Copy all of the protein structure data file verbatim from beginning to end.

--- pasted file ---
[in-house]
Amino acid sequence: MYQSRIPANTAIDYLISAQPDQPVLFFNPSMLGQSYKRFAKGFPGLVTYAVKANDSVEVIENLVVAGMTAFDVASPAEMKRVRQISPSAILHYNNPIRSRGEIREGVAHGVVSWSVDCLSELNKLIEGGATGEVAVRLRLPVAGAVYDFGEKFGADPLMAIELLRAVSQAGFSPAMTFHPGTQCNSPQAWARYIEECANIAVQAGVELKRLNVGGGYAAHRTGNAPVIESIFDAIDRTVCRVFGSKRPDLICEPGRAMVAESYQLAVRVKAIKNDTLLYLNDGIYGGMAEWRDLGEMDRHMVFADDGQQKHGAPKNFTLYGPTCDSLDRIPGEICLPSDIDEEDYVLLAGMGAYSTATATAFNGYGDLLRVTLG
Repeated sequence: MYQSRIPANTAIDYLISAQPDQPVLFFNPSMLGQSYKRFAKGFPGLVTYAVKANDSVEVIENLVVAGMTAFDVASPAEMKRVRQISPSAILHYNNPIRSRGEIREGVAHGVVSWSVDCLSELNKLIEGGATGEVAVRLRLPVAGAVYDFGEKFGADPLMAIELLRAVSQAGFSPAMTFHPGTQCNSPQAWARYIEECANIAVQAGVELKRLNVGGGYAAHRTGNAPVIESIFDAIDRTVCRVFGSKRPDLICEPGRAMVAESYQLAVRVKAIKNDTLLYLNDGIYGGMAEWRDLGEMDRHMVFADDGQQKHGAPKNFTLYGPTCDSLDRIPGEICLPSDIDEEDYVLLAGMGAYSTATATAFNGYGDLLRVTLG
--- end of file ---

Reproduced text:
[in-house]
Amino acid sequence: MYQSRIPANTAIDYLISAQPDQPVLFFNPSMLGQSYKRFAKGFPGLVTYAVKANDSVEVIENLVVAGMTAFDVASPAEMKRVRQISPSAILHYNNPIRSRGEIREGVAHGVVSWSVDCLSELNKLIEGGATGEVAVRLRLPVAGAVYDFGEKFGADPLMAIELLRAVSQAGFSPAMTFHPGTQCNSPQAWARYIEECANIAVQAGVELKRLNVGGGYAAHRTGNAPVIESIFDAIDRTVCRVFGSKRPDLICEPGRAMVAESYQLAVRVKAIKNDTLLYLNDGIYGGMAEWRDLGEMDRHMVFADDGQQKHGAPKNFTLYGPTCDSLDRIPGEICLPSDIDEEDYVLLAGMGAYSTATATAFNGYGDLLRVTLG
Repeated sequence: MYQSRIPANTAIDYLISAQPDQPVLFFNPSMLGQSYKRFAKGFPGLVTYAVKANDSVEVIENLVVAGMTAFDVASPAEMKRVRQISPSAILHYNNPIRSRGEIREGVAHGVVSWSVDCLSELNKLIEGGATGEVAVRLRLPVAGAVYDFGEKFGADPLMAIELLRAVSQAGFSPAMTFHPGTQCNSPQAWARYIEECANIAVQAGVELKRLNVGGGYAAHRTGNAPVIESIFDAIDRTVCRVFGSKRPDLICEPGRAMVAESYQLAVRVKAIKNDTLLYLNDGIYGGMAEWRDLGEMDRHMVFADDGQQKHGAPKNFTLYGPTCDSLDRIPGEICLPSDIDEEDYVLLAGMGAYSTATATAFNGYGDLLRVTLG